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What do you expect from a sci fi novel?

  1. Feb 26, 2016 #1
    Hello friends,
    I was about to write a plot for my novel when something struck me.I have seen people who read a sci fi novel for hours together but end up discarding the book halfway between the story as they found it so boring after a particular point.What do you really expect from a sci fi novel that you discard a book if it doesn't satisfy your expections?
    This would help me in writing my novels.
  2. jcsd
  3. Feb 26, 2016 #2


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    A good story and no more than one thing about which I have to suspend disbelief. It really doesn't matter if a story it SciFic, what matters far more is that it be a good STORY.
  4. Feb 26, 2016 #3
    "Good" is abstract.What makes you say that a story is good?
  5. Feb 26, 2016 #4
    Usually the hardest thing in stories like that is finding a way to connect to the reader. A lot of scifi authors focus too much on what's happening and not enough with the emotions and personalities of the characters. In a far off, futuristic world, things may seem strange to us and that's exciting at first, but without some human connection, it's unfamiliar.
  6. Feb 26, 2016 #5


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    As I've been through with all five parts of Adam's Hitchhiker I've read other stories from him. I found that it wasn't the sci-fi world that fascinated me, it's been the author!
    Last edited: Feb 26, 2016
  7. Feb 26, 2016 #6
    • Excellent plot, with unanticipated twists
    • Believable characters
    • Intriguing sf concepts that are either novel, or presented in a novel way
    • Fluent writing
  8. Feb 26, 2016 #7
    Buy Ben Bova's book The Craft of Writing Science Fiction that Sells. That book will not only answer your question, but help you with your plot and character creation. It is excellent.

    The other book worth buying is Wonderbook by Jeff Vandermeer.
  9. Feb 26, 2016 #8
    Beautiful! That's the kind of answer I expected !

    Well,Me too.I have read the harry potter series thrice but I finally realised that it was the author who fascinated me to read it and not the story itself.
    Last edited by a moderator: Feb 27, 2016
  10. Feb 27, 2016 #9


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    Honestly the Sci-Fi genre isn't really any different than other genres when it comes down to what makes a story a good one. Things like "good characters", "good plot with unanticipated twists", and "interesting concepts" are essentially universal. The only real difference is in how you make your story meet those criteria. In addition, the genre is popular enough and broad enough to allow almost any variation in a story's content, pacing, focus, etc. Everything from action-packed thrillers to slow, thoughtful literary stories can be done.

    That's usually because the middle of the story isn't paced correctly or it doesn't connect the beginning and end of the story well. The beginning and the end of a story are generally the easiest to write. It's that big, bulky middle that makes authors pull their hair out in frustration.

    Indeed. Bland characters are like bland soup. They may fill you up, but you'll probably never go back to that restaurant. But be careful. Making readers have a connection to a character doesn't require you to examine their every thought.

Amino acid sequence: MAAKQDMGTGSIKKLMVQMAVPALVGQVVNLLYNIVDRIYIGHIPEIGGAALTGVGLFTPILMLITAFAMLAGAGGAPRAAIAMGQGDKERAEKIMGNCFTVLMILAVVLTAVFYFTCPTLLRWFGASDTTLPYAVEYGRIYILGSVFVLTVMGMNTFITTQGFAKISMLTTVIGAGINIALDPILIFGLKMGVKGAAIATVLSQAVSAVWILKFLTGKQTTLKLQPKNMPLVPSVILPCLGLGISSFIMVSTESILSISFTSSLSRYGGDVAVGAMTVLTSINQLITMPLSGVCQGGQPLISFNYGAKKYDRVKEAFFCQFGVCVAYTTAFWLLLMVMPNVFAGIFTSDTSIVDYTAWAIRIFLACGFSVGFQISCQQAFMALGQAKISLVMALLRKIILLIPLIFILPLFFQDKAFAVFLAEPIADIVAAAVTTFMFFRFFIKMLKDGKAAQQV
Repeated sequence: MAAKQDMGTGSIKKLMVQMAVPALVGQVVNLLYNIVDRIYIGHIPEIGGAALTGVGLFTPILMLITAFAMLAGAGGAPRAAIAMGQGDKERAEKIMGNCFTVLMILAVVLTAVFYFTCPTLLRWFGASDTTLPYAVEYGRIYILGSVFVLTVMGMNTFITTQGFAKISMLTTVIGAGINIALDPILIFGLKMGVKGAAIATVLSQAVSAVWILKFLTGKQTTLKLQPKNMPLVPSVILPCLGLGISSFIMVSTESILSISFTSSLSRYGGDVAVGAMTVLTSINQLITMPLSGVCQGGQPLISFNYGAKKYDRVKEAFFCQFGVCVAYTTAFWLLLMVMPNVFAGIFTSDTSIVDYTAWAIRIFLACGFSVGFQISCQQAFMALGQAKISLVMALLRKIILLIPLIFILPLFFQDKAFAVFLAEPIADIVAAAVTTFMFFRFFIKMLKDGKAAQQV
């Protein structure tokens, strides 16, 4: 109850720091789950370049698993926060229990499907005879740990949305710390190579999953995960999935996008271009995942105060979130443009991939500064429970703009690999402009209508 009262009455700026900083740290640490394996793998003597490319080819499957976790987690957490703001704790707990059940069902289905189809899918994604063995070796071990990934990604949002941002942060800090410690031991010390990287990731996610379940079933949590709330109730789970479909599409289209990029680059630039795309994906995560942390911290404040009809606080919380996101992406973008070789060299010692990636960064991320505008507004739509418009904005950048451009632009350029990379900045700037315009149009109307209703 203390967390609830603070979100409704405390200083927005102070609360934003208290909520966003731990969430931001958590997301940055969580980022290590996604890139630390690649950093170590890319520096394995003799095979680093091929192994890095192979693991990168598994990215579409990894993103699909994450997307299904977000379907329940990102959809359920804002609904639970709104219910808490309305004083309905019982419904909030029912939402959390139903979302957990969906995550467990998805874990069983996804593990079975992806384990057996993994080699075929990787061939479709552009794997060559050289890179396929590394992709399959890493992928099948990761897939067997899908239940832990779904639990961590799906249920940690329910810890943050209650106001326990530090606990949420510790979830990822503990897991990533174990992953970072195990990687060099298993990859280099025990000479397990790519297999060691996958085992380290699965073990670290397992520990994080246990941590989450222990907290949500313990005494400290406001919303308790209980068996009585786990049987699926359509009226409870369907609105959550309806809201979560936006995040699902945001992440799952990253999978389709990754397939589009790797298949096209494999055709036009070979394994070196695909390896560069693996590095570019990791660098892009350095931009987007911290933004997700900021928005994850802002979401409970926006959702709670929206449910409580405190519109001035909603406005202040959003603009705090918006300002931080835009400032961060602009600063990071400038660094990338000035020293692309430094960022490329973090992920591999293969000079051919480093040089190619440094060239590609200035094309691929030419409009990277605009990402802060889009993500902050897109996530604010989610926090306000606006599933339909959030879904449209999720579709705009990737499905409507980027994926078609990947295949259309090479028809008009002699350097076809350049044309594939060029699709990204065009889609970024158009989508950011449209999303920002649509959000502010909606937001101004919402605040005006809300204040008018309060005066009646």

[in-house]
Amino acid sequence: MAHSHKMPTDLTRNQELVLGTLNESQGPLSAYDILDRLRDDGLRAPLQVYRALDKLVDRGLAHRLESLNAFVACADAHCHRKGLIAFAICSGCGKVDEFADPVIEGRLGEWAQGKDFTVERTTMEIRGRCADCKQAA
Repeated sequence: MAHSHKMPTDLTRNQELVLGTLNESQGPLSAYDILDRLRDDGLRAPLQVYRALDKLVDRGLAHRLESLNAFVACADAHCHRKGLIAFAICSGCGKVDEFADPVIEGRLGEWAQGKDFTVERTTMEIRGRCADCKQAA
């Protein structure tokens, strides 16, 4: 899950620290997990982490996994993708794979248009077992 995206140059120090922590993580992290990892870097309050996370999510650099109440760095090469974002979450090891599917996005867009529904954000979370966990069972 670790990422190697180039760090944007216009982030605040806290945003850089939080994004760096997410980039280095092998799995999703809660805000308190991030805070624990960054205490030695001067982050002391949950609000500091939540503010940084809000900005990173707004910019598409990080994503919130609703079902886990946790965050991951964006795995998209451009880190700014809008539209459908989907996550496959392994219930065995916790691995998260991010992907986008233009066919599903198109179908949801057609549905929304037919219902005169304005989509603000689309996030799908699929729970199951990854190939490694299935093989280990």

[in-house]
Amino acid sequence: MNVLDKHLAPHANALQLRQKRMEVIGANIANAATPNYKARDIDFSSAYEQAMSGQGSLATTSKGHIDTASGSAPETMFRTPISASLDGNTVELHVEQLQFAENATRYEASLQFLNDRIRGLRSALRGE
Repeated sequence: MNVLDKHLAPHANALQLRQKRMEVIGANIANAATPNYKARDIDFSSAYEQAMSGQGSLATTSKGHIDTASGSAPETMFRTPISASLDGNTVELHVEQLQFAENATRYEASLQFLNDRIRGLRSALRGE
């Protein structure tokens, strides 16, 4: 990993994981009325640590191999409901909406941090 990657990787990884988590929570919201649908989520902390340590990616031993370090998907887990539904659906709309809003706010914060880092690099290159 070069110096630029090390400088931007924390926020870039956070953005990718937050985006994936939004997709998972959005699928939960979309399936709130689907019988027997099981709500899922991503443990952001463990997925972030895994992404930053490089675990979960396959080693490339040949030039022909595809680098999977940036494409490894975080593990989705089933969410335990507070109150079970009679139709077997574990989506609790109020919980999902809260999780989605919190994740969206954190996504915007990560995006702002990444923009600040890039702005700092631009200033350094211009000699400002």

11. Apr 22, 2016 #10
    Any story must have human interest. The writer needs to be able to tell a story. If I do not care about the characters the plot doesn't matter. Personally i like Cinderella stories such as Old Man's War, Harry Potter, or the Matrix.
  12. Apr 23, 2016 #11
    Could we, just once in a while, have aliens that don't think like humans with rubber appliques stuck to their foreheads?
  13. Aug 22, 2016 #12
    I usually expect boredom from sci fi. That's why I never had an interest. Same for any other literary genre revolving around non-literary motifs.
  14. Aug 22, 2016 #13
    You know what bored me? Ivanhoe. No Russians, no gardening.
  15. Aug 22, 2016 #14

    Stephen Tashi

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    But on the other hand, a story about aliens (or people) is more effective if we can recognize something familiar about them that we like or despise.

    For example, the sensation of horror at being infested by parasites is familiar. So a science fiction plot like that of the film Alien revolves around a familiar fear.

    It would be an interesting literary exercise to write a story about situations and beings that would seem completely unfamiliar to people, but how would that "connect" with the reader ? An character (alien or otherwise) that exaggerates some familiar human trait ( aggression, objectivity, humor etc.) is a familiar literary device. It isn't necessarily trite to use it.
  16. Aug 23, 2016 #15
    I can suggest Space Battleship Yamato (the movie) at least it was aware about Newtonian dynamics as well.

    Otherwise instead of human like aliens, i rather want to make human cultures so different (also racism between different factions whose shape altered by different gravity)

    I think all kind of novel needs good characters, a plot without too much holes and boredom, etc, however SF also need good worldbuilding, and give the necessary info to the readers while avoid big infoblocks, conversations that smell they were directed to the reader.
  17. Aug 23, 2016 #16
    Hal Clement's Needle is about a police officer who chases a criminal to Earth. Neither of them are exactly Teddy Ruxpin. They're from a race of intelligent amoebas. One of the more original ideas on aliens, written in 1950. And "the alien Fithp resemble man-sized elephants with multiple prehensile trunks" in Niven and Pournelle's Footfall from 1985.

    I like my aliens alien.
  18. Sep 8, 2016 #17